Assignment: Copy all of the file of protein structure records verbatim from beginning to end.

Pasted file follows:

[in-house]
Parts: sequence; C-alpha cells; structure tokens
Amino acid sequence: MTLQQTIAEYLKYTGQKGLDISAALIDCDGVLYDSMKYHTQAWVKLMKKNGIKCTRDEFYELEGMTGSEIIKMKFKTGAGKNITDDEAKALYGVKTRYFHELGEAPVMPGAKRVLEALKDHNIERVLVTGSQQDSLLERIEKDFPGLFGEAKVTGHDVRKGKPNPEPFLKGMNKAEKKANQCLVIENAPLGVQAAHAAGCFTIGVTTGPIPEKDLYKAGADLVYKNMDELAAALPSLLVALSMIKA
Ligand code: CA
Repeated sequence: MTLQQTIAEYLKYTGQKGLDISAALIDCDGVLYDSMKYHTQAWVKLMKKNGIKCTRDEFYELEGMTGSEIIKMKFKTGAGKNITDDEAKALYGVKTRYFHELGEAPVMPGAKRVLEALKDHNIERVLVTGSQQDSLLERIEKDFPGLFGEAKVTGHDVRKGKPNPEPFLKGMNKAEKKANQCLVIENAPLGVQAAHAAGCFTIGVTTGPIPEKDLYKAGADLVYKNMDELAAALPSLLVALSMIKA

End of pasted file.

[in-house]
Parts: sequence; C-alpha cells; structure tokens
Amino acid sequence: MTLQQTIAEYLKYTGQKGLDISAALIDCDGVLYDSMKYHTQAWVKLMKKNGIKCTRDEFYELEGMTGSEIIKMKFKTGAGKNITDDEAKALYGVKTRYFHELGEAPVMPGAKRVLEALKDHNIERVLVTGSQQDSLLERIEKDFPGLFGEAKVTGHDVRKGKPNPEPFLKGMNKAEKKANQCLVIENAPLGVQAAHAAGCFTIGVTTGPIPEKDLYKAGADLVYKNMDELAAALPSLLVALSMIKA
Ligand code: CA
Repeated sequence: MTLQQTIAEYLKYTGQKGLDISAALIDCDGVLYDSMKYHTQAWVKLMKKNGIKCTRDEFYELEGMTGSEIIKMKFKTGAGKNITDDEAKALYGVKTRYFHELGEAPVMPGAKRVLEALKDHNIERVLVTGSQQDSLLERIEKDFPGLFGEAKVTGHDVRKGKPNPEPFLKGMNKAEKKANQCLVIENAPLGVQAAHAAGCFTIGVTTGPIPEKDLYKAGADLVYKNMDELAAALPSLLVALSMIKA